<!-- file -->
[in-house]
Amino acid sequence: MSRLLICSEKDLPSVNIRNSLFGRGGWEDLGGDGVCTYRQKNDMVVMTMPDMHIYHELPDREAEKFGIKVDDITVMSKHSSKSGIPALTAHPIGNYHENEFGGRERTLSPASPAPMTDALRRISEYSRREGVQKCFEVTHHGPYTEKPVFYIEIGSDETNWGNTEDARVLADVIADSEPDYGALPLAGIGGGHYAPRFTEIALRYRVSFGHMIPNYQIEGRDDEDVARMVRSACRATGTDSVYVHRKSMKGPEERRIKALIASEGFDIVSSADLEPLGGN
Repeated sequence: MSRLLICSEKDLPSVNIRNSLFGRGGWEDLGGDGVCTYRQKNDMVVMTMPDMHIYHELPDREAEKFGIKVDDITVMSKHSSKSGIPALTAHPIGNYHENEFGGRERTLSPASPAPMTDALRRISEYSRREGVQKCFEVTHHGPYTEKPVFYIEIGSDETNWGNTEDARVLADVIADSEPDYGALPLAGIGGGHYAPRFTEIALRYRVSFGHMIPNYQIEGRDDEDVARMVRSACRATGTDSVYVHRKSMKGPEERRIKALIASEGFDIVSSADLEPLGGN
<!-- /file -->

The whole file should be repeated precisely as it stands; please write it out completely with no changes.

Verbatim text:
[in-house]
Amino acid sequence: MSRLLICSEKDLPSVNIRNSLFGRGGWEDLGGDGVCTYRQKNDMVVMTMPDMHIYHELPDREAEKFGIKVDDITVMSKHSSKSGIPALTAHPIGNYHENEFGGRERTLSPASPAPMTDALRRISEYSRREGVQKCFEVTHHGPYTEKPVFYIEIGSDETNWGNTEDARVLADVIADSEPDYGALPLAGIGGGHYAPRFTEIALRYRVSFGHMIPNYQIEGRDDEDVARMVRSACRATGTDSVYVHRKSMKGPEERRIKALIASEGFDIVSSADLEPLGGN
Repeated sequence: MSRLLICSEKDLPSVNIRNSLFGRGGWEDLGGDGVCTYRQKNDMVVMTMPDMHIYHELPDREAEKFGIKVDDITVMSKHSSKSGIPALTAHPIGNYHENEFGGRERTLSPASPAPMTDALRRISEYSRREGVQKCFEVTHHGPYTEKPVFYIEIGSDETNWGNTEDARVLADVIADSEPDYGALPLAGIGGGHYAPRFTEIALRYRVSFGHMIPNYQIEGRDDEDVARMVRSACRATGTDSVYVHRKSMKGPEERRIKALIASEGFDIVSSADLEPLGGN